But that’s only part of what we’re here to talk about today.
Week 22: Armies of Heaven: The First Crusade and the Quest for Apocalypse, Jay Rubenstein
Rubenstein, and I’ll say it right out, does an excellent job of trying to solve this dilemma. His book is a history of the First Crusade from Urban IV’s sermon at Clermont to the Battle of Ascalon and he runs into this problem straight away. How on earth do you reconcile what happened almost a thousand years ago, as performed by people who had a fundamentally different understanding of the world, of war, and of human purpose, with a modern mindset (all historians are inherently biased) and a modern audience?
Rubenstein, in an excellent move, takes the historical actors, such as the prophet Peter the Hermit, and shapes them into characters. Peter becomes (or perhaps, always was) a mystic, a coward, an administrator, and, most importantly, a person. While this is an act of historical legerdemain (oh god I’ve wanted to use that word for years) on the part of the author, it’s a necessary action. How the hell else are we going to relate to a long-dead Christian mystic that looks like this?
I highly recommend this book to all historians but especially to authors, because Rubenstein shows how important charactersare. I’ve read books before where the historian is snooty and completely by-the-book (not to suggest Rubenstein isn’t a good historian; he is, but his methods do poke at orthodox historicism) and it is friggin’ boring. I don’t give a damn about the difference between the feudal practices of Raymond IV of Toulouse and Bohemund of Antioch, but when it’s about the fight between that sneaky bastard Raymond and Bohemund “the Giant” of Antioch, I’m suddenly more interested.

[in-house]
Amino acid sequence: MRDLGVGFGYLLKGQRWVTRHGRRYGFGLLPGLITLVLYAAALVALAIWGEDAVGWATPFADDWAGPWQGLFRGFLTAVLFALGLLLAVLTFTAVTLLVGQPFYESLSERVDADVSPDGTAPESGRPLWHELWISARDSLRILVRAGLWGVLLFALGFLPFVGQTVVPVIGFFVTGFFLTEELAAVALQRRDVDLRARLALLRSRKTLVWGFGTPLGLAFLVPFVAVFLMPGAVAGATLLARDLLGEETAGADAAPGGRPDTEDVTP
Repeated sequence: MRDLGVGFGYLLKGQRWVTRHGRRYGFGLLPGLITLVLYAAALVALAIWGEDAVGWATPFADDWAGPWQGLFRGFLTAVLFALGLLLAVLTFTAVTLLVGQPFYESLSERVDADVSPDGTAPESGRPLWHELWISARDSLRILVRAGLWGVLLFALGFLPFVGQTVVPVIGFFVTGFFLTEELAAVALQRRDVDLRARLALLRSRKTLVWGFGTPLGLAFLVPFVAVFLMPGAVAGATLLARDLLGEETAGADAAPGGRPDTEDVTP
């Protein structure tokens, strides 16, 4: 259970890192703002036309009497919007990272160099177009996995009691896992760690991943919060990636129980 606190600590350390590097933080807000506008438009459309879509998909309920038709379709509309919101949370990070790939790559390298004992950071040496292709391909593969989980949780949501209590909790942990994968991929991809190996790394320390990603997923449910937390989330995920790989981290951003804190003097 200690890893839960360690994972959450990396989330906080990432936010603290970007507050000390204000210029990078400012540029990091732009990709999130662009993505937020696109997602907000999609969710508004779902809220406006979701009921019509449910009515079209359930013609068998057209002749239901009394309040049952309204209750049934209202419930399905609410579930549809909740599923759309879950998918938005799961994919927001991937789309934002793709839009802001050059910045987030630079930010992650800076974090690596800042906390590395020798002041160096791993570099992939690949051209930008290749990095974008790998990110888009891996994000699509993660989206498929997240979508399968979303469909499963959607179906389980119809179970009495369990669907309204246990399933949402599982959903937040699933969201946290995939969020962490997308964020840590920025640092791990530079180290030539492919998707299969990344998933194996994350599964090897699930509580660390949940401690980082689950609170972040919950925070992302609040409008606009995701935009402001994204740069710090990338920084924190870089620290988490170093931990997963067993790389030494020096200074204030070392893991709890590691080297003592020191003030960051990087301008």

And that’s what Rubenstein does very, very well. This book takes off and just keeps going. While I’m not fully on board with all his arguments regarding the Christian understanding of the Apocalypse (it’s a good theory that…doesn’t really do much except say “well, we should think about it like this”), the way in which he tells this story is itself worth the ride.
But that said, there’s the question of violence, holy war, and apocalypse. It’s kind of funny because I don’t want to talk about the violence. It was horrid and unyielding, but I am getting tired of violence. I guess there’s a point where the human mind becomes inured to the idea of mass violence, and it all becomes so much noise. I feel like the Crusaders themselves, as Rubenstein quotes the historian Guibert of Nogent: